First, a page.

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Everything posted by jdm

  1. This. But there is an easy solution, buy a a similar watch or mov't, that could cost 15 pounds maybe. Practice on it until you can take it apart and reassemble almost blindfolded. Accumulate a modicum of tools and materials in the meanwhile, less than 100 pound say. You be then ready to work on the original, and many others.
  2. For years I have wondered how Imperial system diehards deal with the fact that lug gaps,as well case sizes, are iuniversally indicated in meaningless Metric units. Now I know - they don't ;-)
  3. What about a couple of pictures to help others understand what is clear to you - the only one being able to see the issue?
  4. Good that these are cheap for you, because it is not so here. Since a mechanical men's Omega is always a minimum of a couple hundreds Euro no matter what model and conditions, and parts may be difficult and expensive to find and import, I trongly recommend that you start learning on sothing really cheap, like some Russian, Japanese or even Swiss that you can find locally for 15 Euro each and are almost working. I know well that as a beginner you are eager to start working on the same pieces that yuo also like to collect and wear, but the chances that you will get everything right at the first attempt are very low.
  5. I think when it comes to being able to positively identify how parts fits and which screw goes where the best approach is to take pics or even video, AND store parts in labelled sectors. Because some mov't are really unusual with all screws being different, or there maybe a long gap time before re-assembly, and in any case one needs to move on expeditiously before "practice kicks in".
  6. The 6R15 hairspring has a better material and the top plates are finished as Côte de Geneve, which makes it stand out better on a clear caseback as opposed to a diver's. Once again I recommed that you get to learn on something else, not a perfectly fine new watch. Ideal are cheap mechanical watches individual or in lots which can be bought for around $30. We see often that beginners think to know better of the advice given and/or largely underestimate the extent of effort and time which goes into learning how to take apart a mechanical or even quartz movement and put it back working the same or better than it was before. To me is no surprise that after few initial long worded postings declaring ambitious objectives they are not ever heard again. I hope that won't be your case and further to that I highly recommend that you invest in your education enrolling in the comprehensive training offered by our Host Mark Lovick at www.watchrepairlessons.com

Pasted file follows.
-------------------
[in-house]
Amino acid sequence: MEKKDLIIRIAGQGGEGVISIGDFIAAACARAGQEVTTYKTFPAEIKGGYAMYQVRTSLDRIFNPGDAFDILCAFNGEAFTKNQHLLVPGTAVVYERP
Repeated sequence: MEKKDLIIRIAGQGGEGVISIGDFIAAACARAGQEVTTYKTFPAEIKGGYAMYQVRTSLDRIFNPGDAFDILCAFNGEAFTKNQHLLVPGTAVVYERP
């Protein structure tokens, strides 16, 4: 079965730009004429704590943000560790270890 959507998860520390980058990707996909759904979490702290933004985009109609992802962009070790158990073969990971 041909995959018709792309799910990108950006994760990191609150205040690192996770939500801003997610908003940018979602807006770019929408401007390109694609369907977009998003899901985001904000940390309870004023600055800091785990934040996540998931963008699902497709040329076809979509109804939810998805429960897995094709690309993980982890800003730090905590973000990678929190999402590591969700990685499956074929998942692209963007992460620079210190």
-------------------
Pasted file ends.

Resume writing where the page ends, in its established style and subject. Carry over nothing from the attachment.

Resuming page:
7. A 6R15 will set you back $130 if branded as SII NE15, and even more if Seiko, now since a SII NH36 does practically the same for $100 less then is clear why the latter is the popular choice. Have a read of the many modders topic on WUS. There must be thousands of posting and pictures on the subject, and complete watches and parts are often listed.
  8. There is no Seiko 5 "Malasyan model". All Seiko 5 are manufactured in factories outside Japan. If you want a Made in Japan Seiko you can get something like an SKX007J or a. SARB watch that are a mix of proveniences but can legally show that. For a brand new, fully Japan made piece you have to scale up further, perhaps not to Grand Seiko levels, but above $1,000 for sure. I recommend against you taking your new watch to tinyi parts but to read here instead about what is best for a beginner to learn on.
  9. And here's the proof. Source lathes.co.uk
  10. I I use only HP-1300 of the cannon pinion as I don't have or care for the expensive products that are on the service sheets. Works fine for me, never had a problem nearing 5 years now.